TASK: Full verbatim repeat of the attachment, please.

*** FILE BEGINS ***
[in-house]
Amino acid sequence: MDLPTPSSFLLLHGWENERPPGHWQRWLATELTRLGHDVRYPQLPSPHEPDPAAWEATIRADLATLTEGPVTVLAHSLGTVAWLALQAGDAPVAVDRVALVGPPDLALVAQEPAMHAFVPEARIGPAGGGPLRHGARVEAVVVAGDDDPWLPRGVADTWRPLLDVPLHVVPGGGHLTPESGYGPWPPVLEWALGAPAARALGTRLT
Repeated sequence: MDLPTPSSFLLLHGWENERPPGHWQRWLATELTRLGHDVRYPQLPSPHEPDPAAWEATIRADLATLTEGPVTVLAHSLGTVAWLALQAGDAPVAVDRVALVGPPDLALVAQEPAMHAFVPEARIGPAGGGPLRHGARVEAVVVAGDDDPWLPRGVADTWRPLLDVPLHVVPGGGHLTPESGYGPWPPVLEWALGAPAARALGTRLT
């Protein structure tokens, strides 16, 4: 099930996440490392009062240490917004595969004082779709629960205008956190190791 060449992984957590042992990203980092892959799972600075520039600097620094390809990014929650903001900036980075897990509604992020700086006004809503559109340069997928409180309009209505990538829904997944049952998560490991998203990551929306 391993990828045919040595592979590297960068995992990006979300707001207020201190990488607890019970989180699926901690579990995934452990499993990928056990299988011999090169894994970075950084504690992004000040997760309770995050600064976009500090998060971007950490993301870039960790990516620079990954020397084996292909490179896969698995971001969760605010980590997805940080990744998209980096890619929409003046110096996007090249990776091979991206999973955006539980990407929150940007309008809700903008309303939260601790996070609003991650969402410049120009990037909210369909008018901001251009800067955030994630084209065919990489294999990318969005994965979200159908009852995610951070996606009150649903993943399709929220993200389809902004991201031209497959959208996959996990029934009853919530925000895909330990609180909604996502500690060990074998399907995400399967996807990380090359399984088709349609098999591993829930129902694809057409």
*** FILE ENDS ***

[in-house]
Amino acid sequence: MDLPTPSSFLLLHGWENERPPGHWQRWLATELTRLGHDVRYPQLPSPHEPDPAAWEATIRADLATLTEGPVTVLAHSLGTVAWLALQAGDAPVAVDRVALVGPPDLALVAQEPAMHAFVPEARIGPAGGGPLRHGARVEAVVVAGDDDPWLPRGVADTWRPLLDVPLHVVPGGGHLTPESGYGPWPPVLEWALGAPAARALGTRLT
Repeated sequence: MDLPTPSSFLLLHGWENERPPGHWQRWLATELTRLGHDVRYPQLPSPHEPDPAAWEATIRADLATLTEGPVTVLAHSLGTVAWLALQAGDAPVAVDRVALVGPPDLALVAQEPAMHAFVPEARIGPAGGGPLRHGARVEAVVVAGDDDPWLPRGVADTWRPLLDVPLHVVPGGGHLTPESGYGPWPPVLEWALGAPAARALGTRLT
């Protein structure tokens, strides 16, 4: 099930996440490392009062240490917004595969004082779709629960205008956190190791 060449992984957590042992990203980092892959799972600075520039600097620094390809990014929650903001900036980075897990509604992020700086006004809503559109340069997928409180309009209505990538829904997944049952998560490991998203990551929306 391993990828045919040595592979590297960068995992990006979300707001207020201190990488607890019970989180699926901690579990995934452990499993990928056990299988011999090169894994970075950084504690992004000040997760309770995050600064976009500090998060971007950490993301870039960790990516620079990954020397084996292909490179896969698995971001969760605010980590997805940080990744998209980096890619929409003046110096996007090249990776091979991206999973955006539980990407929150940007309008809700903008309303939260601790996070609003991650969402410049120009990037909210369909008018901001251009800067955030994630084209065919990489294999990318969005994965979200159908009852995610951070996606009150649903993943399709929220993200389809902004991201031209497959959208996959996990029934009853919530925000895909330990609180909604996502500690060990074998399907995400399967996807990380090359399984088709349609098999591993829930129902694809057409």